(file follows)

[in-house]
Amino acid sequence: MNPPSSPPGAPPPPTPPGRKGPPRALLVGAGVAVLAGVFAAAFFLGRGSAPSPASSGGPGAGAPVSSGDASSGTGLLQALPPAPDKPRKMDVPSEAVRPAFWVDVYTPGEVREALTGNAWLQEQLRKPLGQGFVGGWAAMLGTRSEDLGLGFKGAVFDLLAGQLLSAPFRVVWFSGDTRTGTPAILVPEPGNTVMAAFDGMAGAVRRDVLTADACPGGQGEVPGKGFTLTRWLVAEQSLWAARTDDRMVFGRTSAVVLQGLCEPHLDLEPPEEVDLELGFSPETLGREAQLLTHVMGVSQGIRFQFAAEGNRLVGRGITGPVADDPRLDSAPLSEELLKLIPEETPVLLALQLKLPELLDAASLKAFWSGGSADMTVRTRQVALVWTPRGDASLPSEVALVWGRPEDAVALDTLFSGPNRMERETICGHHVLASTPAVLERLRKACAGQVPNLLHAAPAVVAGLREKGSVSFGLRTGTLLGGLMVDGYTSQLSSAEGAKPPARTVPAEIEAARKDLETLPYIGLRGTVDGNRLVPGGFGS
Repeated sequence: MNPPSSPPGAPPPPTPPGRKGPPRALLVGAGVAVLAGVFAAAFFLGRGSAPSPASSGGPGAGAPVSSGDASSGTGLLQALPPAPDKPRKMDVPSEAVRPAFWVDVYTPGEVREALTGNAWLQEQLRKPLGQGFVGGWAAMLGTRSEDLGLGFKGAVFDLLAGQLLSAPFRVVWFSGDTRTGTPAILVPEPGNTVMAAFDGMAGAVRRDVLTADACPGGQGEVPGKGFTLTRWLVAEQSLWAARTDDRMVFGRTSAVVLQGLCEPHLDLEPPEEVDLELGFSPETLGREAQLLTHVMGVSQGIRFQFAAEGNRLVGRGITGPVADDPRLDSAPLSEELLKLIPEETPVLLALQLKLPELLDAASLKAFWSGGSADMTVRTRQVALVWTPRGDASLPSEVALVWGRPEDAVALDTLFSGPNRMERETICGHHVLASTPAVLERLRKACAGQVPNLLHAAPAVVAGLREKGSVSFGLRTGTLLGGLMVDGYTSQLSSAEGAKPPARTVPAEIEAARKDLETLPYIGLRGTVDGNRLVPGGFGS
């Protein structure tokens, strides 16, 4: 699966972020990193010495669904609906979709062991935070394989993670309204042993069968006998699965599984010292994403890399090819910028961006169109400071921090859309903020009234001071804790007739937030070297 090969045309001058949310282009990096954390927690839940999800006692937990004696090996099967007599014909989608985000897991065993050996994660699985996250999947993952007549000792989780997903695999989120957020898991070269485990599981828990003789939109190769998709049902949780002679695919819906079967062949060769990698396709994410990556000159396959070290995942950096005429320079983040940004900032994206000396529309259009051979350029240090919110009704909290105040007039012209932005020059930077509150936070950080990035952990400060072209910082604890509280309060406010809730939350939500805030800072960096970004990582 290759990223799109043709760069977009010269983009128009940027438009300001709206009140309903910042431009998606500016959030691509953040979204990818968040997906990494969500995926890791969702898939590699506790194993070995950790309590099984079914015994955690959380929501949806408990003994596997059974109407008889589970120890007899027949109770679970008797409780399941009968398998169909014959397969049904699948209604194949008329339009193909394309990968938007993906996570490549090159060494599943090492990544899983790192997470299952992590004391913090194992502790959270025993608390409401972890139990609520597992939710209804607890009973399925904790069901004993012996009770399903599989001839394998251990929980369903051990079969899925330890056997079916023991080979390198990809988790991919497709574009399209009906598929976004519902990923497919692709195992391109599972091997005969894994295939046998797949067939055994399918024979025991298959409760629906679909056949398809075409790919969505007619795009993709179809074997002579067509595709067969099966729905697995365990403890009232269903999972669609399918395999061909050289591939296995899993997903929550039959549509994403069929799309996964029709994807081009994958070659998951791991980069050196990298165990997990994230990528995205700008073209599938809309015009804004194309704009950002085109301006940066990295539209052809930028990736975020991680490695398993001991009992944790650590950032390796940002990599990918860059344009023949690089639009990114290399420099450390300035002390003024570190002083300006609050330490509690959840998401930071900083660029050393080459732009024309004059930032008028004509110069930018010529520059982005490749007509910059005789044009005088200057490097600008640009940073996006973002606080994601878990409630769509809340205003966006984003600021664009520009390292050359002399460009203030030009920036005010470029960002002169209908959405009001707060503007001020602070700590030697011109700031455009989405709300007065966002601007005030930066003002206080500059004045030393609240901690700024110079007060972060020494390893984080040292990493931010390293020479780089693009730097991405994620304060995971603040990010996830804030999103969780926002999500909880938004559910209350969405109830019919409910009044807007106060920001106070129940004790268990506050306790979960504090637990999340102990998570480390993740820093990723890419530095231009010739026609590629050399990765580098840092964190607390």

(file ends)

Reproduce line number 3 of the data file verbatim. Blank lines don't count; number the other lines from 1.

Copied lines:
Repeated sequence: MNPPSSPPGAPPPPTPPGRKGPPRALLVGAGVAVLAGVFAAAFFLGRGSAPSPASSGGPGAGAPVSSGDASSGTGLLQALPPAPDKPRKMDVPSEAVRPAFWVDVYTPGEVREALTGNAWLQEQLRKPLGQGFVGGWAAMLGTRSEDLGLGFKGAVFDLLAGQLLSAPFRVVWFSGDTRTGTPAILVPEPGNTVMAAFDGMAGAVRRDVLTADACPGGQGEVPGKGFTLTRWLVAEQSLWAARTDDRMVFGRTSAVVLQGLCEPHLDLEPPEEVDLELGFSPETLGREAQLLTHVMGVSQGIRFQFAAEGNRLVGRGITGPVADDPRLDSAPLSEELLKLIPEETPVLLALQLKLPELLDAASLKAFWSGGSADMTVRTRQVALVWTPRGDASLPSEVALVWGRPEDAVALDTLFSGPNRMERETICGHHVLASTPAVLERLRKACAGQVPNLLHAAPAVVAGLREKGSVSFGLRTGTLLGGLMVDGYTSQLSSAEGAKPPARTVPAEIEAARKDLETLPYIGLRGTVDGNRLVPGGFGS